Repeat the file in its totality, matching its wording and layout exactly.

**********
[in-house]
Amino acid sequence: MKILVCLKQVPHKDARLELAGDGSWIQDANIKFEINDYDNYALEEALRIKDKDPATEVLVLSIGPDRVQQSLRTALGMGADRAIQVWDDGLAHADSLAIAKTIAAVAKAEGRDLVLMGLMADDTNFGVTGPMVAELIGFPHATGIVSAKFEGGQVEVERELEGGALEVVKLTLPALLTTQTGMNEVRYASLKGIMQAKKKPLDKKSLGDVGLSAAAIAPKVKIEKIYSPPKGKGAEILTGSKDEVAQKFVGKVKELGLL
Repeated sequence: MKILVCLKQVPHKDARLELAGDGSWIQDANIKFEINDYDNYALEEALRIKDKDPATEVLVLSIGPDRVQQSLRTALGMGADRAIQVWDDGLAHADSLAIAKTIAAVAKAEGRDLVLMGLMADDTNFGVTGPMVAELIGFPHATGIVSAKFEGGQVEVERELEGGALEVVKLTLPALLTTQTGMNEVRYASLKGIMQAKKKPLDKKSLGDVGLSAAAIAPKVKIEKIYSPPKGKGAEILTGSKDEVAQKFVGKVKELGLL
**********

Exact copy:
[in-house]
Amino acid sequence: MKILVCLKQVPHKDARLELAGDGSWIQDANIKFEINDYDNYALEEALRIKDKDPATEVLVLSIGPDRVQQSLRTALGMGADRAIQVWDDGLAHADSLAIAKTIAAVAKAEGRDLVLMGLMADDTNFGVTGPMVAELIGFPHATGIVSAKFEGGQVEVERELEGGALEVVKLTLPALLTTQTGMNEVRYASLKGIMQAKKKPLDKKSLGDVGLSAAAIAPKVKIEKIYSPPKGKGAEILTGSKDEVAQKFVGKVKELGLL
Repeated sequence: MKILVCLKQVPHKDARLELAGDGSWIQDANIKFEINDYDNYALEEALRIKDKDPATEVLVLSIGPDRVQQSLRTALGMGADRAIQVWDDGLAHADSLAIAKTIAAVAKAEGRDLVLMGLMADDTNFGVTGPMVAELIGFPHATGIVSAKFEGGQVEVERELEGGALEVVKLTLPALLTTQTGMNEVRYASLKGIMQAKKKPLDKKSLGDVGLSAAAIAPKVKIEKIYSPPKGKGAEILTGSKDEVAQKFVGKVKELGLL